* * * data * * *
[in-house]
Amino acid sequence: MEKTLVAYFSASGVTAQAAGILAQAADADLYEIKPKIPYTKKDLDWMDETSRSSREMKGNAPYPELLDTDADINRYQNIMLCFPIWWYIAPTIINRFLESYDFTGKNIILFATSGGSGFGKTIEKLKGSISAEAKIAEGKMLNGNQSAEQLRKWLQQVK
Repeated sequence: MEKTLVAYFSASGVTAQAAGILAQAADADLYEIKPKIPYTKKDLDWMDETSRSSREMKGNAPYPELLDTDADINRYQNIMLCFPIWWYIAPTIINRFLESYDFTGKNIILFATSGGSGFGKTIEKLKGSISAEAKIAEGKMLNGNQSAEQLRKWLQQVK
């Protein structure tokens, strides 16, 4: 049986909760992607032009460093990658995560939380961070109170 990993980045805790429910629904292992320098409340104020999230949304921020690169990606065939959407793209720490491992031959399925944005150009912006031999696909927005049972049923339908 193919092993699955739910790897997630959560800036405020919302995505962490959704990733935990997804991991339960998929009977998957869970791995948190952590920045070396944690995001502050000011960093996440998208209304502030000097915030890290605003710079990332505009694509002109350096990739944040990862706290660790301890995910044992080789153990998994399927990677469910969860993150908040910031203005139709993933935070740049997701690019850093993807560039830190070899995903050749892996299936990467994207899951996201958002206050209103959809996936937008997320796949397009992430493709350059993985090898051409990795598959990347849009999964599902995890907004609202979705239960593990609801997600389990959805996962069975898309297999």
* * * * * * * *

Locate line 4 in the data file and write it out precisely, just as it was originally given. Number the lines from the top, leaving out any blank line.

């Protein structure tokens, strides 16, 4: 049986909760992607032009460093990658995560939380961070109170 990993980045805790429910629904292992320098409340104020999230949304921020690169990606065939959407793209720490491992031959399925944005150009912006031999696909927005049972049923339908 193919092993699955739910790897997630959560800036405020919302995505962490959704990733935990997804991991339960998929009977998957869970791995948190952590920045070396944690995001502050000011960093996440998208209304502030000097915030890290605003710079990332505009694509002109350096990739944040990862706290660790301890995910044992080789153990998994399927990677469910969860993150908040910031203005139709993933935070740049997701690019850093993807560039830190070899995903050749892996299936990467994207899951996201958002206050209103959809996936937008997320796949397009992430493709350059993985090898051409990795598959990347849009999964599902995890907004609202979705239960593990609801997600389990959805996962069975898309297999």